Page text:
Ticks are usually picked up by your dog in long grass or in woodland. They often attach to the dog’s head and look like warts. They grow in size as they feed on your dog’s blood, and although if left alone will eventually fall off when full, prompt removal is necessary as they can pass on disease to your dog as they feed on your dog.
If you do not know how to remove ticks safely (just pulling them off may leave parts of the head still attached and cause a nasty infection) then ask your vet to show you.
Certain ‘spot-on’ preparations that you can use for flea prevention will also kill ticks, so ask your vet for advice on this too.
So what’s hiding in that matted hair?…
Very often you find dogs in dog shelters with matted hair. Usually, if it is a good shelter, these dogs would be new arrivals, if not the shelter is probably short on manpower.
You’ll find dogs with matted hair in homes as well. (Unfortunately not all dog owners are conscientious about their pets.)
Dogs with such problems are usually the breeds, or cross-breeds, with long-haired coats – particularly those breeds that have two coats (an ‘under-coat’ and a ‘top-coat’). Sometimes, you’ll find dogs with short-haired coats also have similar problems.
The problem needs to be taken care of. While this condition is harmful to the dog, it is also unhealthy for the humans and other dogs who live in the vicinity.
How is it harmful to the dog? Matted hair is a great hiding place for fleas, mites and ticks. Dander and dandruff (yes, even dogs are affected by dandruff) has a chance to thrive in the matted coat. Last of all – but perhaps most obviously! – the odour accompanying matted coat can be unbearable.
You don’t have to be a rocket scientist to work out that a dog with a matted coat is not comfortable and certainly not happy. How do you deal with such a problem? Read on…
First things first. Assess the extent of matting. Is it all over the coat? Is it dirt streaked? Is it only at the ends of the hair? Has the matting extended to the roots?
If the matting is all over the coat, dirt streaked and has extended to the roots, the best way to get rid of the problem is to cut away all of the dog’s coat. You have to take care while sniping away the hair that you don’t hurt the dog’s skin. The dog may look odd with its hair shorn off, but it really is far better off without the matted hair.
Having done that it’s time to groom the dog, treat it for ticks, mites, fleas and dandruff (more often than not such dogs will have all these infestations). Take care that the dog is regularly groomed, so that the condition does not recur.
If the matting is restricted to the ends of the hair, measures are not as drastic as suggested above. However, it is going to be a tedious job. Get the dog to lie on a table. (Keep some tidbits to tempt the dog to stay there. Of course if you have a way with dogs, you don’t need the tidbits.)
You’ll need a pair of small scissors as well as a good-sized one. The small scissors are for difficult places like the paws, the ears and eyes. Carefully snip off the matted parts.
After you have done the delicate areas, use the other larger scissors to snip off the rest of the matted hair.
Next, thoroughly comb the dog’s coat to remove small tangles. Once again check the dog for infestations and treat those conditions as well.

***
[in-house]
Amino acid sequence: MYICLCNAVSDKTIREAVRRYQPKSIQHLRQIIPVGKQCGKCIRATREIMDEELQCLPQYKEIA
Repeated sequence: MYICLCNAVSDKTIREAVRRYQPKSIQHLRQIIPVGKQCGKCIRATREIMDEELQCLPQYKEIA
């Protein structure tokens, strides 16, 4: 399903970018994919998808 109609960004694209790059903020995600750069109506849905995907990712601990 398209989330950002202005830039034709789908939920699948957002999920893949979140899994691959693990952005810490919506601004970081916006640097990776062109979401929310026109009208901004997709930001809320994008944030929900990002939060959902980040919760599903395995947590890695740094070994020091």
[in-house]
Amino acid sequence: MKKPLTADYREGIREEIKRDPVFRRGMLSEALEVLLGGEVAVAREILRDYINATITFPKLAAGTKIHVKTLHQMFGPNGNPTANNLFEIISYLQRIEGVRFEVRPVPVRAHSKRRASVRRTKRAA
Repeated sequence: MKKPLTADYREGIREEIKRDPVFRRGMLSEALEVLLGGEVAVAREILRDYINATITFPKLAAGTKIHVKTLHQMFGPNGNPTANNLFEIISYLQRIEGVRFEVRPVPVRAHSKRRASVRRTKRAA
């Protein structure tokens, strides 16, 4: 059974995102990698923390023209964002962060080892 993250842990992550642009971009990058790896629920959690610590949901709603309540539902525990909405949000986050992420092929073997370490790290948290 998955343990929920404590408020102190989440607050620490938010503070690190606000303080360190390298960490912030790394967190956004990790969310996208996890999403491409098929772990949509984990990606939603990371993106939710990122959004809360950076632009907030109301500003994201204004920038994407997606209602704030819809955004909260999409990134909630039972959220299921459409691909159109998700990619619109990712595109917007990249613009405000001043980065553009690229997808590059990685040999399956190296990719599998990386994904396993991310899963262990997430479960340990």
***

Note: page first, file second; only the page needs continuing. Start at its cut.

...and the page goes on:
What happens with dogs which have short hair but a badly matted coat? More often than not the matting is due to dirt. So, very simply bathe the dog, groom it and you are rid of the problem. Once again check for infestations and treat the dog for them.
There is only one way you can avoid this problem from recurring – regular grooming.
Proper grooming for your dog does not only have aesthetic purposes but also adds to your pet’s holistic growth – physical and psychological. Since dog hair can interlace due to dirt and grime in the coat forming mats and tangles, they would need to be groomed to keep proper hygiene. And of course grooming generates more bonding time with your pet, creating a stronger relationship which your pet (and hopefully you!) will appreciate.
It is best to train your dog to be groomed from an early age. But an untrained dog can still be taught to accept the attention. Train your pet to get used to his body parts being handled and combed. With the Hair-raiser to hand you don’t need to go to a professional groomer, but if you don’t have the time or the interest to groom your dog, be sure to select a groomer that handles the animals gently.
Things to remember in grooming your dog
Make a daily examination of your pet’s body parts. Look out for bumps, hot spots, inflammation, irritation, vegetative matter, and parasites like fleas and ticks in his coat.
Get rid of fleas by using a fine-toothed comb (the fine-toothed comb on the Hair-raiser is perfect!); ticks can be tweezered off.
Ears should be checked – droop ears are inclined to infection which can lead to permanent hearing loss.
Examine your dog’s pads – dirt, grime, pebbles, chemicals can get caught and then infect the paws.
Combing not only removes matted hair, it also takes away dead hair, thus eliminating animal odour. Tangles can also be very painful for your dog that may lead to skin inflammation. Grooming during shedding encourages the growth of new coat, so comb especially after physical exercise.
Nails should be trimmed every month, especially if your dog finds walking at all difficult.
Dental hygiene is maintained by using dog toothpaste and toothbrush with soft bristles twice a week.
A damp cotton cloth is used to remove mucus from your dog’s eyes and a coarse rag is appropriate in cleaning your pet’s face.
When bathing your pet, make sure that you firstly comb away dead hairs to clear all the mats in his coat. Soak your pet in warm water. Apply a pet shampoo in small amounts. Target areas are the eyes, ears, rectum, toes and under the chin. Avoid getting soapy water in his eyes and ears. You also have an option to apply coat conditioner after bathing.
Different breeds require varying bath frequency; consult the local pet grooming shop or your vet if you’re not sure how many times you should bathe your dog.
It is recommended that a dog owner has her/his own home-grooming kit. A good kit includes a grooming brush, clippers for dog toenails, dog shampoo, coat conditioner, a coarse rag – and a Hair-raiser comb!
But you knew all that already, didn’t you!